It's the phrase that makes 7th grade boys groan and 7th grade girls get all verklempt.
It is a day of training in proper meal manners, followed by a dance lesson.
The rules of the Etiquette Luncheon:
1. Your conduct grade must be a B average for the year in order to participate. I know, this sounds counterintuitive. The kids who can't behave and need some etiquette lessons aren't allowed to go? This is seen as a privilege, and the kids who have shown they can't conduct themselves in a mannerly way don't get the privilege. There's always one or a few or a handful.
2. Each boy will be paired with a girl, usually based on height. The teachers pay close attention leading up to the luncheon to see which boys are "dating" (going with, for you who grew up in the 80s) which girls. "Couples" are not put together. (Don't get me started on the whole 13 year olds dating. That's a rant for another day.)
3. Girl's attire must be approved prior to the luncheon. And this is why the girls are all a-twitter. They actually get to prettify themselves, donning fancy frocks, shiny shoes, and darling 'dos. However, each girl must bring her dress to school sometime before the day of the luncheon to be approved by the teachers. They don't want the fun day to be tarnished by a phone call home for new clothes if a girl wears an inappropriate dress. (Don't get me started on parents not reading and making their children follow the dress code.)
4. Fried chicken must be served. I have no idea how or why this got started, but each year the luncheon is catered by the PE teacher (who has a catering business on the side (don't get me started on teachers needing a second job in order to pay bills)), and each year the 7th grade teachers choose to have fried chicken. The greasiest, messiest food possible.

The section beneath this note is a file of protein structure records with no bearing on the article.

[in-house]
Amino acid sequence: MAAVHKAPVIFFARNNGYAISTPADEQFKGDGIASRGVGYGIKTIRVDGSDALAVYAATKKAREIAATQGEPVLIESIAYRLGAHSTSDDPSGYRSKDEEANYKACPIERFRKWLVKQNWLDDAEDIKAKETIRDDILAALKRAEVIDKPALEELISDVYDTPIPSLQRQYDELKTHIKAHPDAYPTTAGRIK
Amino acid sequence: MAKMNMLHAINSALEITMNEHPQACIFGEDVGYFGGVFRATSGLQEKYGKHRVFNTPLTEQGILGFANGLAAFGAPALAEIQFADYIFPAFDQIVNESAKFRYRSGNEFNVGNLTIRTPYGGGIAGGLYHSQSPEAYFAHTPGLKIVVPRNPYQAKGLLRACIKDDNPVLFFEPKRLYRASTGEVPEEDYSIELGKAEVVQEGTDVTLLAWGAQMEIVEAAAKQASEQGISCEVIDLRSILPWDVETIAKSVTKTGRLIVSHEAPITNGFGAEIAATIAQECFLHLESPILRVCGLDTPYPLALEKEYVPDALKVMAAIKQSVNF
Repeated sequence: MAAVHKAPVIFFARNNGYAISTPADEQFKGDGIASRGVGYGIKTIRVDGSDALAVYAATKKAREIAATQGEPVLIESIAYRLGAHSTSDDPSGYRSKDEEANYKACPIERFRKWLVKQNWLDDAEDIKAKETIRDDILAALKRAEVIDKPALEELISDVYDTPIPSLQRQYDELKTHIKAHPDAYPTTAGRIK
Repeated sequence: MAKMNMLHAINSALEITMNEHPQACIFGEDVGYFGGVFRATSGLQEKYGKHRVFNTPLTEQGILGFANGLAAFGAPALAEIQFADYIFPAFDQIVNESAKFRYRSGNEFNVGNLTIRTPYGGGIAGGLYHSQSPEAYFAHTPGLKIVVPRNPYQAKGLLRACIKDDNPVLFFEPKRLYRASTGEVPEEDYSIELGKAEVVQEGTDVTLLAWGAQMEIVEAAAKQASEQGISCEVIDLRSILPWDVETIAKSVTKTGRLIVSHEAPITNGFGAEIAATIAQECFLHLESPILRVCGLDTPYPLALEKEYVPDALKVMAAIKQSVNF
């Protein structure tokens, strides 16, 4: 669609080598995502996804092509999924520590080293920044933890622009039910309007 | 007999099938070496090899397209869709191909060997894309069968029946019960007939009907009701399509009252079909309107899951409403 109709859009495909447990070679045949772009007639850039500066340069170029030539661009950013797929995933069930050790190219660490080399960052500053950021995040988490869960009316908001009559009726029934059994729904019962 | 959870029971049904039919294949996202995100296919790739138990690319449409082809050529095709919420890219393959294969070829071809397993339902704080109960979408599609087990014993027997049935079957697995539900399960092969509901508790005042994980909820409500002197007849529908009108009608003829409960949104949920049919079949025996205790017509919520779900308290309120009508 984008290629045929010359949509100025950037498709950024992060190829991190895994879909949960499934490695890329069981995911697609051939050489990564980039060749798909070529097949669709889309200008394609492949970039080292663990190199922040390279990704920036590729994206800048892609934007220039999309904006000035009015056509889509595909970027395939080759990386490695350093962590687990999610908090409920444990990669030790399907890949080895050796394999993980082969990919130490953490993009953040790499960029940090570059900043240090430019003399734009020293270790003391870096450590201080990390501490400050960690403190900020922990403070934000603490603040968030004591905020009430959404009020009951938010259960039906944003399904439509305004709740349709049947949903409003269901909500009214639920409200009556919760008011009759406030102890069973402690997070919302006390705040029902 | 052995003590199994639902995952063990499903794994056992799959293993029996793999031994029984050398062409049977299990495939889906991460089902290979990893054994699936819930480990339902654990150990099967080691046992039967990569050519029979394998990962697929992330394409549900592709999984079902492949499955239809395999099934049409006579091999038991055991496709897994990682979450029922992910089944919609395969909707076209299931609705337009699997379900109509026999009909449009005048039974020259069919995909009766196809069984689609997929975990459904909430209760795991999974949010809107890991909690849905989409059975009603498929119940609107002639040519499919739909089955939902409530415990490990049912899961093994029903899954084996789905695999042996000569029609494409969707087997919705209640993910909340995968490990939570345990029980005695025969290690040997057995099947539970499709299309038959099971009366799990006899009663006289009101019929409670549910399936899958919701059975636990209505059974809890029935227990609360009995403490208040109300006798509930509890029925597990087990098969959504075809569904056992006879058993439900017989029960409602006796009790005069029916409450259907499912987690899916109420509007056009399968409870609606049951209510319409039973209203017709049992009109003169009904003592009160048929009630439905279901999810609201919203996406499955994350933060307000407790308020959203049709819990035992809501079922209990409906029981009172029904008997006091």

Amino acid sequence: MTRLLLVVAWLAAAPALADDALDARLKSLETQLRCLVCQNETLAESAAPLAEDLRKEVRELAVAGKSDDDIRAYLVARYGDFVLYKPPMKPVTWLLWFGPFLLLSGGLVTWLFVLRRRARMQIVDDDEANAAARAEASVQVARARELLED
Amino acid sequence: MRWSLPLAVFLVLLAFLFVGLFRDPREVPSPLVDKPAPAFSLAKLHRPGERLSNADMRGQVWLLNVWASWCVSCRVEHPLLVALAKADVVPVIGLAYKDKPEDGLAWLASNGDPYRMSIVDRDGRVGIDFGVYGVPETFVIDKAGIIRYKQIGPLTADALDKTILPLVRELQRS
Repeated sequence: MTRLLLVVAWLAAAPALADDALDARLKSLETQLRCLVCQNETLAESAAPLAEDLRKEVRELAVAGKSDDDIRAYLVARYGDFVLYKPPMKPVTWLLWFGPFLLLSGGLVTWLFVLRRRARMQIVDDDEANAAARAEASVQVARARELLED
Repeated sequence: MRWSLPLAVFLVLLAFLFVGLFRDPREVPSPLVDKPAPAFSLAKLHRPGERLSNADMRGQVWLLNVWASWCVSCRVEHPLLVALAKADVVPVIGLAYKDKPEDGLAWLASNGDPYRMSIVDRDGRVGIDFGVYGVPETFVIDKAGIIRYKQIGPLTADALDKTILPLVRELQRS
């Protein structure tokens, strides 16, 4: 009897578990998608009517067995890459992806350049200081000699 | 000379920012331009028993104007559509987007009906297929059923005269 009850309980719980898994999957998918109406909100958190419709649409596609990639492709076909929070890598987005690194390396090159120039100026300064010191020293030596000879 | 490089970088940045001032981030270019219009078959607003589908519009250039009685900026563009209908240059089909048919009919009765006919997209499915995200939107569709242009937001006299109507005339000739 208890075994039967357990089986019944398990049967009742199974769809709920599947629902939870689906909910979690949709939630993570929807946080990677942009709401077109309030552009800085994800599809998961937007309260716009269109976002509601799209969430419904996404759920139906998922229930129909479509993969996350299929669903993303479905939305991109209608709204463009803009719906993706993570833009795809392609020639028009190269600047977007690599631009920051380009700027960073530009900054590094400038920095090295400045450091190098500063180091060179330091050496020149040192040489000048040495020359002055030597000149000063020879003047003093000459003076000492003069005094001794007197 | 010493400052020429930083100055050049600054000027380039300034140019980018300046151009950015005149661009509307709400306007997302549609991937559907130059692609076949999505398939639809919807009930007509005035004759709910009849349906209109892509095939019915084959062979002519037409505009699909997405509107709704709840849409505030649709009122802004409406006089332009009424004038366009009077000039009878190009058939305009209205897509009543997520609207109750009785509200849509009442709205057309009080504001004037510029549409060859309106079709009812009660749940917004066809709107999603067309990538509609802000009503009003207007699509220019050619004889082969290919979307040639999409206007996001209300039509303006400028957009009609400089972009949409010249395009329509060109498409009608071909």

So, today was the day for Buttercup.
We got up nice and early in order to do her hair.
Speaking of, I have a new phrase for you:
If you only have sons, you don't really need to know this. Unless, of course, your sons are old enough to date and you want to sound cool and fashionable. You could throw out a, "Have you tried a waterfall braid? I think your hair would look lovely like that."
I had never heard of it until yesterday, when Buttercup asked me to do it to her hair. She gave me the instructions, "You get a chunk of hair, split it in two, then French braid it, but when you get the new chunk of hair, just put it through, don't actually braid it."
Oh, sure. No problem. (I hope my sarcasm is shining through on this one.)
After a few detailed questions, I tried it out for the first time this morning.
Daughter was happy.
And because one happy child isn't enough, it is also the day 5th grade goes to CYO camp. They leave tonight for the adventure of a
And because it isn't enough to have only two happy kids, today is also Turken's last day of school. At 12:01, he will officially be a kindergartener.
But really, no one is more happy about the end of school than this person*:
What? I don't have to be out of the house with two dressed and fed slow-as-molasses little boys at 8:30 three days a week anymore? And I don't have to be BACK to pick him up three hours later? You mean I'll actually have a stretch of hours each day that I don't have to be anywhere?
It is a day to celebrate, my friends.
*I really am happy, despite what this photo says. I was mid-instruction (with a combination smile/talk) on how to use a very expensive digital camera with a five year old who thought he had it DOWN. So close little man.
On that note, anyone know of a good anti-wrinkle cream? How about under-eye suitcase remover? Maybe a one-sided jowel slimmer?
Time to hit the road, Jack.
Have a lovely day!